Post-traumatic arthritis of the sacroiliac joints mimicking inflammatory sacroiliitis: analysis of consecutive computed tomography examinations

G. Rotem, A. Herman, M. Lidar, I. Eshed*

*Corresponding author for this work

Research output: Contribution to journalArticlepeer-review


Aim: To assess the presence, prevalence and characteristics of post-traumatic, inflammatory-like changes of the sacroiliac joint (SIJ) on pelvic computed tomography (CT). Materials and methods: Sequential CT examinations from the acute (index) and follow-up post-traumatic periods of 24 patients that underwent pelvic trauma with SIJ involvement were evaluated and compared to 32 control patients with pelvic fractures that did not involve the SIJs. Index CT was evaluated for the presence of fracture, intra-articular step, and diastasis, whereas follow-up CT was scored for periarticular sclerosis, erosions, ankylosis, and backfill. Clinical follow-up was performed by pain provocation SIJ tests and a questionnaire (study representative subgroup, n=11, 46%) and from clinical files (control group, n=26, 31%). Pearson correlation coefficient was assessed between the index and follow-up CT variables. Linear regression was used to predict the influence of trauma variables on the development of inflammatory-like structural changes. Results: Total “structural, arthritis-like lesions' score from the follow-up CT examination was significantly higher in the study compared to the control group (3.25 versus 0.05 respectively, p<0.001). The presence of intra-articular diastasis and fracture were significant risk factors for the development of structural inflammatory-like lesions in the SIJ (1.19 and 2.1 respectively, p<0.001). Painful SIJs by physical examination were found in 50% of the clinically evaluated subgroup which was mechanical by nature in 81.8%. Conclusion: Traumatic SIJ fracture or diastasis is associated with the development of post-traumatic SIJ structural inflammatory-like lesions on pelvic CT, mimicking sacroiliitis. These findings may be the result of focal, post-traumatic joint inflammation, which leads to mechanical rather than inflammatory symptoms.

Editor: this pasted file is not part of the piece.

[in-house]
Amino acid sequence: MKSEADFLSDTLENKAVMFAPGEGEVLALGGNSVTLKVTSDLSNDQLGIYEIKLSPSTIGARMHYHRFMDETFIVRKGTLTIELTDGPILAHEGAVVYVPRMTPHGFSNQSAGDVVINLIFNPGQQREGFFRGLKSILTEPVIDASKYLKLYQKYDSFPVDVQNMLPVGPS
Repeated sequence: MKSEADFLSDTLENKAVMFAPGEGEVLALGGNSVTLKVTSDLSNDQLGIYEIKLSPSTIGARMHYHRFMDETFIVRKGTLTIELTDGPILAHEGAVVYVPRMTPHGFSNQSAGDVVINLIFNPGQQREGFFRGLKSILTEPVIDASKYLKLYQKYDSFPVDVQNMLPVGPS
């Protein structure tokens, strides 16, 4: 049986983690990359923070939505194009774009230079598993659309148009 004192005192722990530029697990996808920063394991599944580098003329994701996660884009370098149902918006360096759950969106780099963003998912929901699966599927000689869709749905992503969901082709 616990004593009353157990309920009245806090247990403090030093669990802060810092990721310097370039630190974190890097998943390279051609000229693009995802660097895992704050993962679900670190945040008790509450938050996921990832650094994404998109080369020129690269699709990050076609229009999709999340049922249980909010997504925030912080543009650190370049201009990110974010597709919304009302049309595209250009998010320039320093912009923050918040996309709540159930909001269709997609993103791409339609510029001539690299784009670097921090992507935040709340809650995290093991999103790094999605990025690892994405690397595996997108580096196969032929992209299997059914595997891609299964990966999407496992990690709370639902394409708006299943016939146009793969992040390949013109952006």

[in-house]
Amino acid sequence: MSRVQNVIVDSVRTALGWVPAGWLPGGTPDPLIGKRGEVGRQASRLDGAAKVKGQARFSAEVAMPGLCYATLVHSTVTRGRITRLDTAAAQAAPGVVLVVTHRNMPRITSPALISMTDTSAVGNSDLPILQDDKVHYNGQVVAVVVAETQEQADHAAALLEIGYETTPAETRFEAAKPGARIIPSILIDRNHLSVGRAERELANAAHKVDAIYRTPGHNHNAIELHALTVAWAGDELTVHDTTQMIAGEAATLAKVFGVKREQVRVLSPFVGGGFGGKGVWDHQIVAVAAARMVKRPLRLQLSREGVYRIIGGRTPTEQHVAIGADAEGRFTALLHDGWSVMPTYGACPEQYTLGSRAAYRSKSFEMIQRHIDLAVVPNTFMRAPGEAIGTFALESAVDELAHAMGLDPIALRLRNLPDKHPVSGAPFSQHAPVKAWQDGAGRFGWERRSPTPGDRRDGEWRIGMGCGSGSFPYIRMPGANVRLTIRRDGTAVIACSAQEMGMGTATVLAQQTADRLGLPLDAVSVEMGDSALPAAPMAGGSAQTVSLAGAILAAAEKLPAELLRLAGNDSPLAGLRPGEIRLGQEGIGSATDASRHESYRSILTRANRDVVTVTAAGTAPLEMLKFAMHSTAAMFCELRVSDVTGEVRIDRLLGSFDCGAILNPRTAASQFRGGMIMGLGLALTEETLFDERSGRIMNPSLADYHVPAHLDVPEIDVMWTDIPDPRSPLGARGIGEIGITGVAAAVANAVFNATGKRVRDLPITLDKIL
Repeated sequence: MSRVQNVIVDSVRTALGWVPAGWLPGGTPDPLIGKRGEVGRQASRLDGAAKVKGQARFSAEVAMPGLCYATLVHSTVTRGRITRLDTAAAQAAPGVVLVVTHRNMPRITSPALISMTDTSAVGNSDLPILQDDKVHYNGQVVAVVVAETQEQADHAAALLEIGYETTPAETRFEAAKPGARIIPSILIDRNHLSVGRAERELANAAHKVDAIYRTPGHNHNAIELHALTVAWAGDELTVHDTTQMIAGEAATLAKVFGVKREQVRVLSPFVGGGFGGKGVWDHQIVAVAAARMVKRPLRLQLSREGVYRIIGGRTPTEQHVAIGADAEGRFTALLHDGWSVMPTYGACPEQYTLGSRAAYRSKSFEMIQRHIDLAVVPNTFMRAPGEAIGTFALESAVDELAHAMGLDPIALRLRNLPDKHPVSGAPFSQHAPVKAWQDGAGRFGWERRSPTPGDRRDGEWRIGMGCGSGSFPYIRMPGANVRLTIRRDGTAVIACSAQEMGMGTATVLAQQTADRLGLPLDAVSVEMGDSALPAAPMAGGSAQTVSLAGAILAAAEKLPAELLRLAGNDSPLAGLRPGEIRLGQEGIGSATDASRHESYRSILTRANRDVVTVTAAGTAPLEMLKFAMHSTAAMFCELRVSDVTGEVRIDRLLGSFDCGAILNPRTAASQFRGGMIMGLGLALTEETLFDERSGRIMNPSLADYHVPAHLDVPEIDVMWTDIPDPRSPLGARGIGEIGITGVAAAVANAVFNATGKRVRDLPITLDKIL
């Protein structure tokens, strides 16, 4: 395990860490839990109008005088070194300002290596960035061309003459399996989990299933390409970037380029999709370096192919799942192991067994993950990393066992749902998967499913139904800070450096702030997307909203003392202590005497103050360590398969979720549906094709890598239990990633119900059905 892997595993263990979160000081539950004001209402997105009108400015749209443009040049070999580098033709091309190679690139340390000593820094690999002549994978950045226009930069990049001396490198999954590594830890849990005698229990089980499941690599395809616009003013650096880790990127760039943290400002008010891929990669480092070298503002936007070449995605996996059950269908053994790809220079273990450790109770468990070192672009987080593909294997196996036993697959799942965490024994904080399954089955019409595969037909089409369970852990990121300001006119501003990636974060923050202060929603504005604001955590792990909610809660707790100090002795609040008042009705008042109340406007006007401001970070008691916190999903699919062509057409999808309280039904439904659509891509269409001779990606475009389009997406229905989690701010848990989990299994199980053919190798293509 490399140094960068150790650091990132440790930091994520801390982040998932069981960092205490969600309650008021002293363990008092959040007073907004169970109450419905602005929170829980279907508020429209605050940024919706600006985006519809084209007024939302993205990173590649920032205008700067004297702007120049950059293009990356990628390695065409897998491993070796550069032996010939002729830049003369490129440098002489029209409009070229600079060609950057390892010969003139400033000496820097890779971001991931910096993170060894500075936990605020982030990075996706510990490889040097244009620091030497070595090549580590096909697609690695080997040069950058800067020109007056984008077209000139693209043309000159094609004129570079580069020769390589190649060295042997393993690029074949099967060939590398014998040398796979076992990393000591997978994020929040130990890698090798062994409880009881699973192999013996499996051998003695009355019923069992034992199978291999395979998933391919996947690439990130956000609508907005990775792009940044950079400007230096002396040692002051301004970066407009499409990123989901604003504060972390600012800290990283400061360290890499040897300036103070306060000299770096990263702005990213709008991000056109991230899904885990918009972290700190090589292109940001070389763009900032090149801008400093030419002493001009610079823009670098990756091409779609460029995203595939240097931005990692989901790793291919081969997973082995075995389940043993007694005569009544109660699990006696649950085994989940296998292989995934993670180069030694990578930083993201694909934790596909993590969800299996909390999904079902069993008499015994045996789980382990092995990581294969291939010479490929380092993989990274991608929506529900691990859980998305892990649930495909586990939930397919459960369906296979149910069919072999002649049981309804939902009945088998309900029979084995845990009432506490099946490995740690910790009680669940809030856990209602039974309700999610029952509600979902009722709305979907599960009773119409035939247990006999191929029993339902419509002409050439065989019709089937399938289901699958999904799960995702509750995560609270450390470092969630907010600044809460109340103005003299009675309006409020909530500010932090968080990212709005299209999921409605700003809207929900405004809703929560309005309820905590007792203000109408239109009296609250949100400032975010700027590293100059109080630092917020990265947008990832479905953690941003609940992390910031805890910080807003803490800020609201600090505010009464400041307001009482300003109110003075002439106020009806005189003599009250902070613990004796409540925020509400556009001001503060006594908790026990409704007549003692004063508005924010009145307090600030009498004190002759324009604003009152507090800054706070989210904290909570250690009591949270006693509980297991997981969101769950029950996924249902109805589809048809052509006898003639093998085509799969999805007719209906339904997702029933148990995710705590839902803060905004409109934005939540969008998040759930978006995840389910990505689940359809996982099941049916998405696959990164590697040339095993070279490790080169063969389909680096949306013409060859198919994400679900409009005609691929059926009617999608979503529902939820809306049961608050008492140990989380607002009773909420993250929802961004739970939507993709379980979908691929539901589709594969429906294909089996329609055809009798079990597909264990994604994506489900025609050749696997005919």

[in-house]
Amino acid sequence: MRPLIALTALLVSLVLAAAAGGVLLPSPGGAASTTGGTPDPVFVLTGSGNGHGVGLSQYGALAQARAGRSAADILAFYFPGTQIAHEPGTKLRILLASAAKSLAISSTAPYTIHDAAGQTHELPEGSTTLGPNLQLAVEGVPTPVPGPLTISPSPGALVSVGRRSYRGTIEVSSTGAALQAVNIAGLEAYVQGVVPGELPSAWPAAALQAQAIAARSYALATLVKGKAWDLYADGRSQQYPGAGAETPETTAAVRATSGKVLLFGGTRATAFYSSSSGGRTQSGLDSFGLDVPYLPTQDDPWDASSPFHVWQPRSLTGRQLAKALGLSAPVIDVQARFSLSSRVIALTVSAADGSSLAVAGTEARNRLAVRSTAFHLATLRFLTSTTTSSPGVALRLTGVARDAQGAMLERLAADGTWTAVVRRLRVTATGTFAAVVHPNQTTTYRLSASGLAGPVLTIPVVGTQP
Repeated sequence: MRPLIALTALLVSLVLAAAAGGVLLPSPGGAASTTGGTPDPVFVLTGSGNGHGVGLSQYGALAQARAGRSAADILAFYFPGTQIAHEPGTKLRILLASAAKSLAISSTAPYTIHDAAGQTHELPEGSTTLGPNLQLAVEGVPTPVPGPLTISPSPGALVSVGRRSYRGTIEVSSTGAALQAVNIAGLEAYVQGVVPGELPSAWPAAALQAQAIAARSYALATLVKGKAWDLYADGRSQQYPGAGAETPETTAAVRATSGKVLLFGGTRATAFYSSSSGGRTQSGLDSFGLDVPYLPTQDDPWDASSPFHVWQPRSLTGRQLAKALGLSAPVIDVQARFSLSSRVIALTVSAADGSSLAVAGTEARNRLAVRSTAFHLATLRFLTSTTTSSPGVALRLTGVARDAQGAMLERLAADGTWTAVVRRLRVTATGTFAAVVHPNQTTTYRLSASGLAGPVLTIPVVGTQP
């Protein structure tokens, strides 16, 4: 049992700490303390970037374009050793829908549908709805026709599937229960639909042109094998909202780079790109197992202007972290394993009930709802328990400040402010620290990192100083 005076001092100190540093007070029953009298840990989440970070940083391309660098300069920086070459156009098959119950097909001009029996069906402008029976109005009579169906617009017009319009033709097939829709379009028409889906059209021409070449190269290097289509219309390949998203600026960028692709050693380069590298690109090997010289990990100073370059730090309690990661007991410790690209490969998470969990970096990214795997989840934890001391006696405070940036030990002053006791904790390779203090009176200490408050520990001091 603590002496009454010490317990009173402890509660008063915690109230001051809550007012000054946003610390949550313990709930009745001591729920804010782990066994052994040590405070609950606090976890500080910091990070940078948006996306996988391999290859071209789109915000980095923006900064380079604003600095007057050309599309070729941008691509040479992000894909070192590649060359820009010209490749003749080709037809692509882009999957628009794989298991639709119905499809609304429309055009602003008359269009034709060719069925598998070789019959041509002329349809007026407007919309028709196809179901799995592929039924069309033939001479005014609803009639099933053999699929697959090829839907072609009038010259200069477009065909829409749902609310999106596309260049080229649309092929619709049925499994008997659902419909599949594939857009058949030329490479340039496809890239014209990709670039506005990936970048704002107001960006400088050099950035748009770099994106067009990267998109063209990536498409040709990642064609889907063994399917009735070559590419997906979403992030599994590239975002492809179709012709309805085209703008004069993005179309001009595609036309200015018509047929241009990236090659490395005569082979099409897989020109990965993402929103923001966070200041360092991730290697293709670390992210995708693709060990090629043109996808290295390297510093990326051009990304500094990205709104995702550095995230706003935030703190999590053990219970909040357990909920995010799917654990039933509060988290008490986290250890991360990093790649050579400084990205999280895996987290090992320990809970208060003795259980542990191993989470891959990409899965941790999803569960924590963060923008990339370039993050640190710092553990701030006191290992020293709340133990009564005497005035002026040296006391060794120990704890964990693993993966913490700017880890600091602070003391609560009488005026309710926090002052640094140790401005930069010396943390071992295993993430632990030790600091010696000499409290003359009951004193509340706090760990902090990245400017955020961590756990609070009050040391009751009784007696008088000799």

Original languageEnglish
Pages (from-to)433-440
Number of pages8
JournalClinical Radiology
Issue number6
StatePublished - Jun 2020


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